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Written by Richard Money-Kyrle

Boyes Turner’s cerebral palsy lawyers secured a £21 million* settlement for a severely disabled teenager whose brain was damaged during a period of negligent delay leading up to his birth.

Our client’s mother had been in hospital in labour, augmented by syntocinon, for three days when the fetal heart monitor was discontinued whilst an epidural was set up. When CTG monitoring restarted, the midwife misinterpreted the abnormal CTG trace, and left our client's mother unattended in labour. The midwife later discovered that the CTG was not picking up the unborn baby’s heartbeat. She asked a colleague to find a fetal scalp electrode (FSE) and call the doctor. The colleague did not call the doctor but returned with the FSE which revealed a dangerously low fetal heart rate (bradycardia). The doctor was called and carried out a forceps delivery but the baby's brain had already been permanently damaged by hypoxia (lack of oxygen). When his family approached us in his teenage years, he had quadriplegic cerebral palsy, severe learning difficulties and impaired communication.

Our experts believed that our client’s brain injury, during 50 minutes of negligent delay, became permanent in the final five minutes before his birth. The defendant admitted ten minutes of negligent delay and denied that correct action in that time would have led to delivery in time to avoid our client’s injury. Looking for other possible causes of his cerebral palsy, they asked for our client to undergo a speculative MRI scan. We refused, and when we insisted they produce evidence to support their defence of the claim, the defendant finally admitted liability.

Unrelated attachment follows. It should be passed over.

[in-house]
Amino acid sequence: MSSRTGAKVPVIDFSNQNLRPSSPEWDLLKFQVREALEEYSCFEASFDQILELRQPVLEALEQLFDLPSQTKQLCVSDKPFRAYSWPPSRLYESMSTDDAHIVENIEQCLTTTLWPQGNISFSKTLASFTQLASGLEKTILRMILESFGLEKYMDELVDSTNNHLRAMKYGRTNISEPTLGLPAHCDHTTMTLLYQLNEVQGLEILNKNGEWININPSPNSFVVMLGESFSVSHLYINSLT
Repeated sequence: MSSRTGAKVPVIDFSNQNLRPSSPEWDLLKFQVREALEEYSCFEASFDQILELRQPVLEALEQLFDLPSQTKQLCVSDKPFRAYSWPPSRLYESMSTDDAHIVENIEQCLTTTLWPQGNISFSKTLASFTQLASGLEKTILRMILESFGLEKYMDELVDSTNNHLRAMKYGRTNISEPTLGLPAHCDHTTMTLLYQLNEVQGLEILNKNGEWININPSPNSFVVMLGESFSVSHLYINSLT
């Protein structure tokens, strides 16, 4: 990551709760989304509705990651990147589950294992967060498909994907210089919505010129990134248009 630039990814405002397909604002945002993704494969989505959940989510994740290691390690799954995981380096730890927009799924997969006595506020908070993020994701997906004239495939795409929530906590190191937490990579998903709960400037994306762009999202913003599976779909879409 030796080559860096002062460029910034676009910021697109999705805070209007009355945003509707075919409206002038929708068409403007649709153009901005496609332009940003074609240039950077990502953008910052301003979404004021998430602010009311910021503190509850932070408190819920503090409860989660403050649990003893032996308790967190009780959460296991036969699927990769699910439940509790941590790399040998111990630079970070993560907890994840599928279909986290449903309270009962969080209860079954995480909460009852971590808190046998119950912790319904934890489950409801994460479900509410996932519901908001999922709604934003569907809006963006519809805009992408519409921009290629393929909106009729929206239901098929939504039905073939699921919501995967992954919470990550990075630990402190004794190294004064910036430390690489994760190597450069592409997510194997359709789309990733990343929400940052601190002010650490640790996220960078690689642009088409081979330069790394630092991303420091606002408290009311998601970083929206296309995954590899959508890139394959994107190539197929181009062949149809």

We obtained judgment, interim payments of £250,000 to meet our client’s urgent need for suitable accommodation and care whilst we prepared for settlement of the claim. Final settlement provided our client with a £6.59 million lump sum and lifelong, annual payments of £250,000pa to pay for care and case management.

*Capitalised equivalent settlement

Read more about this case and others on our specialist cerebral palsy website here.

If you are caring for a child or young adult with cerebral palsy and would like to talk to one of our specialist solicitors, free and confidentially, to find out more about making a medical negligence claim, contact us at